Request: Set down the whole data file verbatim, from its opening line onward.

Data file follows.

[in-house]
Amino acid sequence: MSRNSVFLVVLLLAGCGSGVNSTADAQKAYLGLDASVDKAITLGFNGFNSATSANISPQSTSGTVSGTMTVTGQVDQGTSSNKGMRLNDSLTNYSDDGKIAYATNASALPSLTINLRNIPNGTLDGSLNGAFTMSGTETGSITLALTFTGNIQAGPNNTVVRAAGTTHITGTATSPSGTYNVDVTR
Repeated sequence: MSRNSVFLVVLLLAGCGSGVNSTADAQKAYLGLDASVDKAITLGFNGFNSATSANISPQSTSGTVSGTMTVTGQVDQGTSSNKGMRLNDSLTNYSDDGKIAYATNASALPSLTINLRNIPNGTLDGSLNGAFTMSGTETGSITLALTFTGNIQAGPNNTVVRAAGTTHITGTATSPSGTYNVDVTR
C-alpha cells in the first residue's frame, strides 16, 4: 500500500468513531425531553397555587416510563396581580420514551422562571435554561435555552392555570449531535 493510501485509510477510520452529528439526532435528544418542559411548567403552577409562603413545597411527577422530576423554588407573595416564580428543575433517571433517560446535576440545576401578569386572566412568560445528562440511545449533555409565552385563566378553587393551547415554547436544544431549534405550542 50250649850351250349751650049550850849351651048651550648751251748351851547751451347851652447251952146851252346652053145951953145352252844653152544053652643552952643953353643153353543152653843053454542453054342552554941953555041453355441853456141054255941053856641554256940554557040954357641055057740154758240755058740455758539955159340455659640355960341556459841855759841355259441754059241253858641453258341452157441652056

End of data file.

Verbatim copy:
[in-house]
Amino acid sequence: MSRNSVFLVVLLLAGCGSGVNSTADAQKAYLGLDASVDKAITLGFNGFNSATSANISPQSTSGTVSGTMTVTGQVDQGTSSNKGMRLNDSLTNYSDDGKIAYATNASALPSLTINLRNIPNGTLDGSLNGAFTMSGTETGSITLALTFTGNIQAGPNNTVVRAAGTTHITGTATSPSGTYNVDVTR
Repeated sequence: MSRNSVFLVVLLLAGCGSGVNSTADAQKAYLGLDASVDKAITLGFNGFNSATSANISPQSTSGTVSGTMTVTGQVDQGTSSNKGMRLNDSLTNYSDDGKIAYATNASALPSLTINLRNIPNGTLDGSLNGAFTMSGTETGSITLALTFTGNIQAGPNNTVVRAAGTTHITGTATSPSGTYNVDVTR
C-alpha cells in the first residue's frame, strides 16, 4: 500500500468513531425531553397555587416510563396581580420514551422562571435554561435555552392555570449531535 493510501485509510477510520452529528439526532435528544418542559411548567403552577409562603413545597411527577422530576423554588407573595416564580428543575433517571433517560446535576440545576401578569386572566412568560445528562440511545449533555409565552385563566378553587393551547415554547436544544431549534405550542 50250649850351250349751650049550850849351651048651550648751251748351851547751451347851652447251952146851252346652053145951953145352252844653152544053652643552952643953353643153353543152653843053454542453054342552554941953555041453355441853456141054255941053856641554256940554557040954357641055057740154758240755058740455758539955159340455659640355960341556459841855759841355259441754059241253858641453258341452157441652056